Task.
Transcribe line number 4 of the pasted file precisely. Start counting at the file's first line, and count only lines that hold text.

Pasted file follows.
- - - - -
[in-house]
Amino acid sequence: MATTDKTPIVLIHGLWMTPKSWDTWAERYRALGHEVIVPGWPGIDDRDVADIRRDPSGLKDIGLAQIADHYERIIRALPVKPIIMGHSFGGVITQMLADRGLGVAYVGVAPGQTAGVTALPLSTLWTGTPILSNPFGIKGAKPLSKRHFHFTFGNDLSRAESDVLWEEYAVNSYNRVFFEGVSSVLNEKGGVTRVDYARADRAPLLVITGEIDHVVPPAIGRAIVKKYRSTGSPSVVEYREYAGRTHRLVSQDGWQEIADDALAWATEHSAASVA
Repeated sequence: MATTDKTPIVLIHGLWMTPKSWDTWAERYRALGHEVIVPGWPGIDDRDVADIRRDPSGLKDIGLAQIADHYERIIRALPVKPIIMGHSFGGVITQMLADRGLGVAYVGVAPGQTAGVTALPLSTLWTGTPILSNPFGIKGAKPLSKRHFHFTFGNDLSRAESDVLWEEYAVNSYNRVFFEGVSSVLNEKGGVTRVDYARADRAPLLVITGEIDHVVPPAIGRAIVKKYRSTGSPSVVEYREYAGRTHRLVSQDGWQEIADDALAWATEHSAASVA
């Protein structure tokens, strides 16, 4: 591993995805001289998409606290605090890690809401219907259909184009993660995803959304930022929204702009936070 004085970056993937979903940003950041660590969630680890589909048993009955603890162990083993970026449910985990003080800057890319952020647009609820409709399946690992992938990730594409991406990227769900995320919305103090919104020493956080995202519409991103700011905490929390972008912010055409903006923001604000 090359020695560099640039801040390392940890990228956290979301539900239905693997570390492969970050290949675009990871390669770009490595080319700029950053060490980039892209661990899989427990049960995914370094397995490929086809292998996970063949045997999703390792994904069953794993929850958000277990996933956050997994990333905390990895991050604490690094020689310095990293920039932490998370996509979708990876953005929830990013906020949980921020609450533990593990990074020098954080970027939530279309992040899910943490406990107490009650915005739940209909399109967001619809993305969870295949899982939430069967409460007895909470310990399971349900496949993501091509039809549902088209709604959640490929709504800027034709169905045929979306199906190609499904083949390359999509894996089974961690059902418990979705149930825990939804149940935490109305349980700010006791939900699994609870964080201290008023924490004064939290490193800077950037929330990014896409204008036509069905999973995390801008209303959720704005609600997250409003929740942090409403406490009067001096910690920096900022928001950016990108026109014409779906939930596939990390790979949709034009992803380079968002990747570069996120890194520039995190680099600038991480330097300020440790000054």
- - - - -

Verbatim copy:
């Protein structure tokens, strides 16, 4: 591993995805001289998409606290605090890690809401219907259909184009993660995803959304930022929204702009936070 004085970056993937979903940003950041660590969630680890589909048993009955603890162990083993970026449910985990003080800057890319952020647009609820409709399946690992992938990730594409991406990227769900995320919305103090919104020493956080995202519409991103700011905490929390972008912010055409903006923001604000 090359020695560099640039801040390392940890990228956290979301539900239905693997570390492969970050290949675009990871390669770009490595080319700029950053060490980039892209661990899989427990049960995914370094397995490929086809292998996970063949045997999703390792994904069953794993929850958000277990996933956050997994990333905390990895991050604490690094020689310095990293920039932490998370996509979708990876953005929830990013906020949980921020609450533990593990990074020098954080970027939530279309992040899910943490406990107490009650915005739940209909399109967001619809993305969870295949899982939430069967409460007895909470310990399971349900496949993501091509039809549902088209709604959640490929709504800027034709169905045929979306199906190609499904083949390359999509894996089974961690059902418990979705149930825990939804149940935490109305349980700010006791939900699994609870964080201290008023924490004064939290490193800077950037929330990014896409204008036509069905999973995390801008209303959720704005609600997250409003929740942090409403406490009067001096910690920096900022928001950016990108026109014409779906939930596939990390790979949709034009992803380079968002990747570069996120890194520039995190680099600038991480330097300020440790000054």